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Issue Date:  April 18, 2008

-- CNS/Octavio Duran

Franciscan Fr. William J. Weiksnar blesses palms prior to a Palm Sunday Mass outside St. Anthony of Padua Church in Camden, N.J., last year. St. Anthony is one of the 22 parishes that will not be restructured under a diocesan reorganization plan announced April 3.
Two dioceses face major changes

Two U.S. dioceses -- New Orleans, La., and Camden, N.J. -- announced major reorganizations in early April that will see a significant number of parishes closed or merged in each jurisdiction.

New Orleans will see 33 parishes closed, reducing the number of archdiocesan parishes to 108. The mergers, closures and shared-pastor arrangements reached far beyond the Hurricane Katrina flood zone to touch parishes in relatively undamaged communities.

Bishop Joseph A. Galante of Camden announced a reconfiguration plan April 3 that will reduce the number of parishes in the diocese from the current 124 to 66 over the next two years.

Archbishop Alfred Hughes of New Orleans called the downsizing “a pivotal moment in the history of the archdiocese.” The archdiocese reports it has 385,000 Catholics served by 334 priests.

Fr. Michael Jacques, one of the architects of the process, said the archdiocese does not yet have a plan for selling any of the churches. Hughes said he prefers to find another ministry-related use for them, followed by some civic use “for the common good,” reserving sale for commercial use as a third option.

No parochial schools will be closed, but none will be opened in the foreseeable future, Hughes said.

Church planners said the reconfiguration was required in the face of Katrina’s massive damage, which has left communities thinly populated even three years later. The storm stripped the archdiocese of 20 percent of its Catholics, forced the migration of thousands of families from one part of the archdiocese to another, and left the regional church with $120 million in uninsured flood damage.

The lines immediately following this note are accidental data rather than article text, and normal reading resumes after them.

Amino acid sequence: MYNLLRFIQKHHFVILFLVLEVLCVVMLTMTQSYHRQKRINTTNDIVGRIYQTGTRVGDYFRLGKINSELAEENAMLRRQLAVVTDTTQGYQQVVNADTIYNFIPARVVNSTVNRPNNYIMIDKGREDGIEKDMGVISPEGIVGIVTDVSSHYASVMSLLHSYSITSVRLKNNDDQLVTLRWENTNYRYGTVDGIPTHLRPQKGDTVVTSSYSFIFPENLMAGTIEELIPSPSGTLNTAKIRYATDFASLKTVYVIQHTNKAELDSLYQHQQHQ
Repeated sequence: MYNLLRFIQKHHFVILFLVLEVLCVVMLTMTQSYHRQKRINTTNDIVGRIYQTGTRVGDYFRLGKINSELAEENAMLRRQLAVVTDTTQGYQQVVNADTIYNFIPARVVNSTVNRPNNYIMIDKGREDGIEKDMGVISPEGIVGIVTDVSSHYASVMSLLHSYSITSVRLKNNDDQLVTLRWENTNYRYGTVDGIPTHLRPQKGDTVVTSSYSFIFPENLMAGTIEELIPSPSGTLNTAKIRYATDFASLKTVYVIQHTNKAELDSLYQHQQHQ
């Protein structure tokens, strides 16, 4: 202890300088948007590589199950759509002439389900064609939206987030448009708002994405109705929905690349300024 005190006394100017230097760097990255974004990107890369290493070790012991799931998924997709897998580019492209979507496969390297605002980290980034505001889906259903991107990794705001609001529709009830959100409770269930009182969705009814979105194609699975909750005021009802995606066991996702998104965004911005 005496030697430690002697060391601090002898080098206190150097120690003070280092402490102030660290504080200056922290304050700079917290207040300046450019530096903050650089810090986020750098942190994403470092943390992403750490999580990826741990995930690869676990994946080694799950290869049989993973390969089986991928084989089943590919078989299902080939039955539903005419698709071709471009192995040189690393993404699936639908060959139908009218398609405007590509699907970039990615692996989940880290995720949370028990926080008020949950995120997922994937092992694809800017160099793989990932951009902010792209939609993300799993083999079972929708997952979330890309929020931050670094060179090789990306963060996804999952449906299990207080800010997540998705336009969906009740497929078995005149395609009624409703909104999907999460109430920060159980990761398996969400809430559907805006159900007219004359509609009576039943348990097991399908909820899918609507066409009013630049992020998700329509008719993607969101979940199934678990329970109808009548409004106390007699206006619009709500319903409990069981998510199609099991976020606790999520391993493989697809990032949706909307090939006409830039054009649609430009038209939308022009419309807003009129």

Citing the need to bring new vitality to parish life, Galante said parishes in the six southern counties of New Jersey would be reconfigured into 38 merged parishes; three parish clusters, involving a total of six parishes; and 22 standalone parishes.

Galante said the reconfiguration came in response to population changes, a decline in religious practice, fewer priests available for ministry, and changing pastoral priorities.

Camden has about 500,000 Catholics, with a growing Hispanic population. Currently, 162 diocesan priests serve in parishes, but this number is expected to fall to 85 by 2015.

Galante said the reorganization would help revitalize parish life by “combining human and financial resources in a way that ... better serve the needs of the people.”

-- Religion News Service and Catholic News Service

National Catholic Reporter, April 18, 2008

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